Prior to the mid-18th century, when humans first began burning carbon-based fuels for industrial use, concentration of carbon dioxide is thought to have been stable at approximately 280 ppm.



Global Hottest and Coldest Temperatures

The week’s hottest temperature was 116.6 degrees Fahrenheit (47.0 degrees Celsius) at Matam, Senegal.

The week’s coldest temperature was minus 104.3 degrees Fahrenheit (minus 75.6 degrees Celsius) at the U.S. Amundsen-Scott South Pole Station, in Antarctica.

Temperatures were tabulated from the more than 10,000 worldwide synoptic weather stations. The United Nations World Meteorological Organization sets the standards for weather observations, and provides a global telecommunications circuit for data distribution.


Declining snow levels could leave some creatures near extinction

During long, bitterly cold winters, a thick blanket of snow helps protect creatures and plants that live in these harsh climates. That is why recently published findings showing a steady decline in snow cover across the Northern Hemisphere are so alarming.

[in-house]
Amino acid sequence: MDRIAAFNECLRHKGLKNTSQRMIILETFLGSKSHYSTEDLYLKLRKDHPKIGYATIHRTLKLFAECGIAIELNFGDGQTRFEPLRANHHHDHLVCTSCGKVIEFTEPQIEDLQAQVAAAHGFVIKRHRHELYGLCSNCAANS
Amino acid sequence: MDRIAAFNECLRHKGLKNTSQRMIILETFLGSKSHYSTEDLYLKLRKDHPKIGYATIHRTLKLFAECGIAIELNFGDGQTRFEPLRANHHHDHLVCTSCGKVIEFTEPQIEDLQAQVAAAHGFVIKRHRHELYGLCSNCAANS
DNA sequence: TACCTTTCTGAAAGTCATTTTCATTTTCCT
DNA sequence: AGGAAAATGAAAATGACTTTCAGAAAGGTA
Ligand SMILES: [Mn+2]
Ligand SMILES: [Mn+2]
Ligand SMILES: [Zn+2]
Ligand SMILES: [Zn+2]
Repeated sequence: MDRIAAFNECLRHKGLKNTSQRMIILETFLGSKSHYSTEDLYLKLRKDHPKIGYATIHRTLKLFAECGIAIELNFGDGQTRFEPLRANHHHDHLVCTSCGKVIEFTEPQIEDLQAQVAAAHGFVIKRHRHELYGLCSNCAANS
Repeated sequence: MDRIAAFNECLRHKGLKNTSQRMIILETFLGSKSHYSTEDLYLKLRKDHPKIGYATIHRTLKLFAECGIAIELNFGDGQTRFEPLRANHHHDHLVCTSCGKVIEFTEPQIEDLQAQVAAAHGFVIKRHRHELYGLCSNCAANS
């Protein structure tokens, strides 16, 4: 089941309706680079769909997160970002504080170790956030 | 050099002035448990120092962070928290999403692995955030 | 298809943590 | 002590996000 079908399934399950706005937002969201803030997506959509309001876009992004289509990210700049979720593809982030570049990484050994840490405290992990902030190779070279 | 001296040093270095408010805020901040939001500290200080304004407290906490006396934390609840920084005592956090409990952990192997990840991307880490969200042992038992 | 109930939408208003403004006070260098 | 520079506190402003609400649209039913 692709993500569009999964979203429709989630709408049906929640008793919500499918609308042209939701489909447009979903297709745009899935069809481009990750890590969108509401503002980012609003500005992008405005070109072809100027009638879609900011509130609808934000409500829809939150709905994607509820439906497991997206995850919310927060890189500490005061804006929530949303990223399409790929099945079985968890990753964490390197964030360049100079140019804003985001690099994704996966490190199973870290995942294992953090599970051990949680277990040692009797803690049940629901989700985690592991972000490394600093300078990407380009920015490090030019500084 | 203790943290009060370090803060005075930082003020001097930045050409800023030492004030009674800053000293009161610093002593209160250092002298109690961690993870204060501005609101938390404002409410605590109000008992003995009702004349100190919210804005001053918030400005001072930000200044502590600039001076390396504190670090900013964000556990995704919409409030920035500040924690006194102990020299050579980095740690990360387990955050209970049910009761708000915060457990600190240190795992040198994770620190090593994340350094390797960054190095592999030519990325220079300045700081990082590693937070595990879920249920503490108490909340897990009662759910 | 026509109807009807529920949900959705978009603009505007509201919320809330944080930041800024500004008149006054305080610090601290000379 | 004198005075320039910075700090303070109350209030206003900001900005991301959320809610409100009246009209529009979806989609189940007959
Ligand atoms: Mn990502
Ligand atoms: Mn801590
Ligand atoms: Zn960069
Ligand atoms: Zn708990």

Since 1970, snow in this part of the globe has decreased by as much as 3.2 million square kilometers (1.2 million square miles) during the spring months of March and April, according to a study published May 2 by a team of researchers from the University of Wisconsin-Madison.


In their report, scientists describe the gradual degradation of the “subnivium,” the zone in and underneath the snow pack that creates a seasonal microenvironment for habitats of creatures from microorganisms to hibernating bears. In the subnivium, animals can find refuge against dry, biting winds and cold temperatures.

Underneath that homogenous blanket of snow is an incredibly stable refuge where the vast majority of organisms persist through the winter. The snow holds in heat radiating from the ground, plants photosynthesize, and it’s a haven for insects, reptiles, amphibians, and many other organisms.

Changes in the subnivium can have drastic consequences for northern ecosystems. Mammals, reptiles, and amphibians are all threatened by fluctuating temperatures, which can force premature emergence from hibernation, exposing them to sudden freezes, spring deluges, or unfamiliar predators. Plants can be damaged or die when their roots are subjected to alternating periods of freezing and thawing.

Global Warming

NASA Study Projects Warming-Driven Changes In Global Rainfall